Title

Migration and inbreeding: The importance of recipient population size for genetic management

Document Type

Article

Publication Date

12-1-2001

Abstract

Sewall Wright demonstrated 70 years ago that the number of migrants required to maintain specified levels of gene flow (i.e. avoid excessive inbreeding) is virtually independent of the size of the recipient population. According to conventional wisdom, this idea is valid provided population size exceeds ∼20. It is well known that this independence implicitly assumes that a population's effective size (Ne) is equal to its census size (N). However, it is not obvious whether independence between the required number of migrants (to avoid excessive inbreeding) and population size constitutes a reasonable assumption for real populations of conservation concern. Relying on empirical data, we demonstrate that for real populations, the assumption (i.e. Ne = N) is routinely violated to a degree such that the required number of migrants is strongly dependent on the size of the recipient population. Because a population's effective size (Ne) is typically much smaller than its census size (N), the number of migrants required to avoid inbreeding is actually dependent on N even when it is considerably greater than 20. For example, when Ne/N = 0.1, the number of migrants required to maintain the inbreeding coefficient (F) at 0.2 doubles (from 4 to 8) as N increases from 9 to 60. Similarly, when Ne/N = 0.05, the number of migrants required increases by 50% as N increases from 18 to 45, and increases again by 50% as N increases from 45 to 260. Thus, for populations much larger than 20, the required number of migrants increases asymptotically with N, and dramatically so when Ne/N≪1. Simple conventions regarding the requisite number of migrants may not apply to many populations of conservation concern. Genetic management should routinely rely on models that explicitly account for this and other recent considerations. Failure to do so may jeopardize the viability of populations that are sensitive to altered levels of inbreeding. 'Where m [the migration rate] is less than 1/2N there is a tendency toward chance fixation of one or the other allelomorph. Greater migration prevents such fixation. How little interchange would appear necessary to hold a large population together may be seen from the consideration that m = 1/2N means an interchange of only one individual every other [sic] generation, regardless of the size of the subgroup [emphasis ours].' - S. Wright (1931: 127-128).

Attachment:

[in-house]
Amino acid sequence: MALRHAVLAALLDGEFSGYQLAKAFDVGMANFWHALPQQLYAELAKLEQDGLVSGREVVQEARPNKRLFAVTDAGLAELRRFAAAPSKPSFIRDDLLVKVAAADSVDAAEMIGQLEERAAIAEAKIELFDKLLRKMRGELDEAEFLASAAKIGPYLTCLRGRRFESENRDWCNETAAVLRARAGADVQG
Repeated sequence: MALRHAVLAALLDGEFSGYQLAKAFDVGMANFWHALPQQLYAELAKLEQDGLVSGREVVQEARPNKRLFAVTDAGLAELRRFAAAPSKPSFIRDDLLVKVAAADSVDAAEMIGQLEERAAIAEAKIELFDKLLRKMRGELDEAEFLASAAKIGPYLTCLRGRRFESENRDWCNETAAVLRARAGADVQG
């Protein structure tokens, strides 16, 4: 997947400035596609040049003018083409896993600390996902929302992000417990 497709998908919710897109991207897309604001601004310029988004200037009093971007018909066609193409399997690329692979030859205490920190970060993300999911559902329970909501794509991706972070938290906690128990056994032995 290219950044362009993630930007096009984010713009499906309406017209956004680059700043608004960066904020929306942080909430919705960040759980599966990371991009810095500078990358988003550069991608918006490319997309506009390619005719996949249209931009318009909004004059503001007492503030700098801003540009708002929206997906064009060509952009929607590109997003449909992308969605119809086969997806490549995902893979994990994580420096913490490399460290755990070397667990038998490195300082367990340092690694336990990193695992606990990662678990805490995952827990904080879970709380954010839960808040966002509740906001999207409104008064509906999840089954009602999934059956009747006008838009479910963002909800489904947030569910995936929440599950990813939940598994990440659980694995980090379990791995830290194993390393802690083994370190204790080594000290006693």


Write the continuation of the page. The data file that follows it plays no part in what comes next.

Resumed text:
Publication Title

Conservation Genetics

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